“over our 32.5-year period, we know each prisoner who entered the prison system, their criminal convictions history, and whether he is a documented or undocumented immigrant. The only mystery is why this type of data has not been utilized until now.”

Peter Kirsanow wryly solved the mystery in National Review, writing:

“Unfortunately, almost every public official not named Jeff Sessions guards against disclosure of illegal-immigrant crime data more tenaciously than disclosure of nuclear launch codes.”

According to Lott, whose research spans 1985-2017:

“Arizona’s prison population data allow us to compare undocumented immigrants’ share of the prison population with their estimated share of the state population…For the first time, we break down the data to examine differences between US citizens, undocumented immigrants, and legal permanent residents. One advantage of using convictions rather than just reported crimes is that convictions depend on a ‘beyond a reasonable doubt’ standard of evidence and thus are much less likely to count innocent people.”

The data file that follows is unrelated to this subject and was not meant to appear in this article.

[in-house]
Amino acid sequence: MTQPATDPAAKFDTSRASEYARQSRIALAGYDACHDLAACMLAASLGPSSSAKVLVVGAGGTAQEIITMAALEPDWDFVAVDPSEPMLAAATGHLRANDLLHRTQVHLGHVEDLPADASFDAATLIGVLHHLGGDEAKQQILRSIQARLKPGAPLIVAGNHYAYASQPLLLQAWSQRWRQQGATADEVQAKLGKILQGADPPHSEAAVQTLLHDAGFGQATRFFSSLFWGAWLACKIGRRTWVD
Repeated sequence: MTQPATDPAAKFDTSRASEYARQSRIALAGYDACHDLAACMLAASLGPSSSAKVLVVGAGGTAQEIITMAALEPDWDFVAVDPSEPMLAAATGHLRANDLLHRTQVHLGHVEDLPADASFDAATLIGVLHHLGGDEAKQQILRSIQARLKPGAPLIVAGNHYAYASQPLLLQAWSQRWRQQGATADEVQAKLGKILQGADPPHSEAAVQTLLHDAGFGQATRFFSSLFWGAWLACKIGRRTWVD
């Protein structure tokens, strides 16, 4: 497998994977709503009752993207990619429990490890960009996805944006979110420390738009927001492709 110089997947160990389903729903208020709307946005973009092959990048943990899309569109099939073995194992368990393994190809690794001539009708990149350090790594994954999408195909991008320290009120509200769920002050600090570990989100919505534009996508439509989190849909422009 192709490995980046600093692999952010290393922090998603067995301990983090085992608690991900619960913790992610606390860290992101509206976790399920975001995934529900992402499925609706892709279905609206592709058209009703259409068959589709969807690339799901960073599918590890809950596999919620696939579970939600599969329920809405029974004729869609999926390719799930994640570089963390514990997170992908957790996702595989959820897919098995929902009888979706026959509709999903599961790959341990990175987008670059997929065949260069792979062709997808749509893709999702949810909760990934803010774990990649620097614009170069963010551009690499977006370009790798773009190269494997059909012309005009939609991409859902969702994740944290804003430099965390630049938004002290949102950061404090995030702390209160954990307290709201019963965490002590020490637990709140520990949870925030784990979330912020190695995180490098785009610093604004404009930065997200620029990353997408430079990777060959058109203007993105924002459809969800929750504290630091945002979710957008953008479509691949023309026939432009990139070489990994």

The findings are unequivocal, as the following summary illustrates:

“Undocumented immigrants are at least 142% more likely to be convicted of a crime than other Arizonans. They also tend to commit more serious crimes and serve 10.5% longer sentences, more likely to be classified as dangerous, and 45% more likely to be gang members than U.S. citizens…There are dramatic differences between in the criminal histories of convicts who are U.S. citizens and undocumented immigrants…

“[Y]oung undocumented immigrants commit crime at twice the rate of young U.S. citizens. These undocumented immigrants also tend to commit more serious crimes. If undocumented immigrants committed crime nationally as they do in Arizona, in 2016 they would have been responsible for over 1,000 more murders, 5,200 rapes, 8,900 robberies, 25,300 aggravated assaults, and 26,900 burglaries.”